The vendor stared up at Hunter with terrorized eyes, nodding with a single gulp, then slid out of the alley and into the crowded street, disappearing in an instant.

Barely conscious of the strident sounds all around him, Hunter stood and stared up at The Reaper, feeling the first stirring of his excitement since he'd arrived at this godforsaken place.

He was not interested in the unicorns for the sake of their golden horns, but for the sake of their reality. For years now, he had traveled far to prove the reality of this particular myth—and gain his throne. But he had found no myths at all. On one world, he had discovered a living Pegasus, disappointed to find that the winged creature bore only the vaguest resemblance to a horse. On another he found a wizard, again disappointed to find that sleight of hand formed the basis of his magic.

And unicorns... He had seen goats with a single horn, gazelles, horses altered with man's aid to fit the myth. He had seen charlatans and fakers and tricksters.

He had not seen a unicorn. The creature had eluded him until he had all but given up hope of proving its existence. And yet it had been the stories of the creature told to him in boyhood that had kept him from admitting defeat. If unicorns existed, he meant to find them. Ironic, he thought now, if man's most delicate and beloved myth had chosen to reside in a valley high above the worst examples of the living... high above that breed of man in whom greed for golden horns far outweighed the fascination of dreams.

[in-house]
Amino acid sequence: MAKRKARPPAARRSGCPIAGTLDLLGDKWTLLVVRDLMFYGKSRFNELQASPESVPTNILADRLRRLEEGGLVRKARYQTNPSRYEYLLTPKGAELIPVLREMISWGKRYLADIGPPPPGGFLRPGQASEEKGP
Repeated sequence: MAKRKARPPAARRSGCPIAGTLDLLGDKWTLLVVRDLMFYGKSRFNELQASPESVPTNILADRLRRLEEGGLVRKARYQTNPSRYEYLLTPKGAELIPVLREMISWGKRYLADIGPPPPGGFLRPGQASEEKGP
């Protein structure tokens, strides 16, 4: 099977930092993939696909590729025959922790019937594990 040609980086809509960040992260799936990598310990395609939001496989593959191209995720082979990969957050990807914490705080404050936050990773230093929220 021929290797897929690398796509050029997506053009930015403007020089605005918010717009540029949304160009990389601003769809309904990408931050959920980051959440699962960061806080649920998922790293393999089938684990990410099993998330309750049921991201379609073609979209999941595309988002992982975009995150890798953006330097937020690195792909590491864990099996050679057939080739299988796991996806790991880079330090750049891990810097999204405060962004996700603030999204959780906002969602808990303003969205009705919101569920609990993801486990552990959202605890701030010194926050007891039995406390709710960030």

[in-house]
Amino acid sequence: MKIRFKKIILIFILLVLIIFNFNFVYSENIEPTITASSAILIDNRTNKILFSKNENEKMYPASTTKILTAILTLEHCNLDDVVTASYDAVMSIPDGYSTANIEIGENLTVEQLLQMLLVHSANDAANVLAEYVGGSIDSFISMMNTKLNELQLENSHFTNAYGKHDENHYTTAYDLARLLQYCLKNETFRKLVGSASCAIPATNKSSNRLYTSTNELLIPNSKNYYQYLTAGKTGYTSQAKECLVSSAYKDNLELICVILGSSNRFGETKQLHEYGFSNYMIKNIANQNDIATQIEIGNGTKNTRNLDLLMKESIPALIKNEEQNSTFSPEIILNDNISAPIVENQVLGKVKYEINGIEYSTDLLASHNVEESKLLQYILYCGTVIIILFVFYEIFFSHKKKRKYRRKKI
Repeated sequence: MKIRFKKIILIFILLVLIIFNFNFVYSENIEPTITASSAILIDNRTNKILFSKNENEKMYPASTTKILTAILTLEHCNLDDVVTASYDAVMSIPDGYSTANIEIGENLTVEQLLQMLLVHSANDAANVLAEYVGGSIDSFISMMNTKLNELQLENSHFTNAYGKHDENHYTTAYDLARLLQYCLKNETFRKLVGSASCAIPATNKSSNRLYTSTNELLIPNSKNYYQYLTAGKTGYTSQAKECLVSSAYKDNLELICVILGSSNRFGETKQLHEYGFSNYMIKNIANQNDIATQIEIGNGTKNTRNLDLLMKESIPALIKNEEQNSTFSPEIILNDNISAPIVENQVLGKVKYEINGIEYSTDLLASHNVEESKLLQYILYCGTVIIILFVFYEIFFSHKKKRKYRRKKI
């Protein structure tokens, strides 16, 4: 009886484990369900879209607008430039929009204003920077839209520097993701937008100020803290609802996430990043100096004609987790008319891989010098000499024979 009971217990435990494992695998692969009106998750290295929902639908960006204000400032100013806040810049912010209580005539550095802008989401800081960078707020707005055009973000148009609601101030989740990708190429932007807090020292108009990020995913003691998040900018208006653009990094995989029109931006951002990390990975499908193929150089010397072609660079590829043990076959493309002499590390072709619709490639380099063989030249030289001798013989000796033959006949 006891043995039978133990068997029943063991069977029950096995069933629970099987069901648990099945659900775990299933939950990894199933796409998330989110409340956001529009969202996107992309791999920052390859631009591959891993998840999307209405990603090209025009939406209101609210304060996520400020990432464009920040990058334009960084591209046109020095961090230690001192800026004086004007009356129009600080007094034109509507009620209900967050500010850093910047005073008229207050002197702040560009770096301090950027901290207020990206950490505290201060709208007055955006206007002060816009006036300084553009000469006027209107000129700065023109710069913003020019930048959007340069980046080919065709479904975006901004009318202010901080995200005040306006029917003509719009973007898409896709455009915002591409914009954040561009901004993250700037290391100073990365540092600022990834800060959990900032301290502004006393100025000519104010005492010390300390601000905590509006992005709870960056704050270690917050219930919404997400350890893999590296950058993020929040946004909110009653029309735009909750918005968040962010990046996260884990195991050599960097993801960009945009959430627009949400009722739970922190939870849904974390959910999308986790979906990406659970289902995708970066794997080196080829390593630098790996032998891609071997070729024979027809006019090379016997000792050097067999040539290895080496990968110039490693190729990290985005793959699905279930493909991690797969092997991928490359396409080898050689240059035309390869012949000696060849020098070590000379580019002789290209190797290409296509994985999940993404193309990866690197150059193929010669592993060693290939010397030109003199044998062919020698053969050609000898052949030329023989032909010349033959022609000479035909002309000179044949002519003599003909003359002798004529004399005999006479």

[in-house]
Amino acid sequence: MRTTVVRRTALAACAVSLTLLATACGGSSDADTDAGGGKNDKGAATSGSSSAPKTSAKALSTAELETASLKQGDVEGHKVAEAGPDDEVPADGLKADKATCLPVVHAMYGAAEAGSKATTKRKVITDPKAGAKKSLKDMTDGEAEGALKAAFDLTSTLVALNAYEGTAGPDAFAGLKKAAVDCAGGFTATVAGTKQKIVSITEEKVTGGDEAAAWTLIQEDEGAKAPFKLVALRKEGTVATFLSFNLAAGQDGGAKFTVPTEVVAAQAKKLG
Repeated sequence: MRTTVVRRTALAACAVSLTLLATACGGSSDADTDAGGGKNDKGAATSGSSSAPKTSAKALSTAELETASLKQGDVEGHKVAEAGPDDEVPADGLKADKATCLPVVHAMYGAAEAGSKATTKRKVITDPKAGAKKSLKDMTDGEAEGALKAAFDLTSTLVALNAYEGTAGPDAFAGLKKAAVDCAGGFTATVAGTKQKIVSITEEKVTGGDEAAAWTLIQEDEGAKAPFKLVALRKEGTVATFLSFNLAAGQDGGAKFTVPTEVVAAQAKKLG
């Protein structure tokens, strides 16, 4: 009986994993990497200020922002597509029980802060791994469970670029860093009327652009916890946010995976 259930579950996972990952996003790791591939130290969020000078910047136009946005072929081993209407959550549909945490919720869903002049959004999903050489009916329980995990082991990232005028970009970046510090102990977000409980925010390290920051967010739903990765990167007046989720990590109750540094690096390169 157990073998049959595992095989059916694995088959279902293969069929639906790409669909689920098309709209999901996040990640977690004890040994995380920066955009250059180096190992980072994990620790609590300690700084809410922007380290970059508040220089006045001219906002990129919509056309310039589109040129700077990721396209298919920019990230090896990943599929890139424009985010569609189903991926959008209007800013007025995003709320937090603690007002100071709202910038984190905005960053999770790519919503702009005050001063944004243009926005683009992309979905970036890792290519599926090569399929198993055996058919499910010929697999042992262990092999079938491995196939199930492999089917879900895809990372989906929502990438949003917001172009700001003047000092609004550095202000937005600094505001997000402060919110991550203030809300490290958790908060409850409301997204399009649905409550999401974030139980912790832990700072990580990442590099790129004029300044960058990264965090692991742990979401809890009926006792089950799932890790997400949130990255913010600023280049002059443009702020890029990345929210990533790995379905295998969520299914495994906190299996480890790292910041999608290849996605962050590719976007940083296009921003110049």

Hunter spent those hours of waiting inside the one relic of this planet's former civilization. A library. It had astonished him at first sight a day earlier, with its unbroken, polished windows and neatly swept marble steps. And curiosity had led him inside the huge building, where he had discovered a very old woman lounging behind a gleaming desk with her feet up on a stack of books and another on her lap.

Ancient, but far from decrepit, the woman had directed fierce blue eyes in his direction and snapped, "Huntmen aren't allowed!"

Standing very still and gazing warily at the huge—and illegal—blaster held confidently in the wrinkled old hand, Hunter made haste to disclaim the distinction. "I'm not a Huntman. I'm a visitor in the city."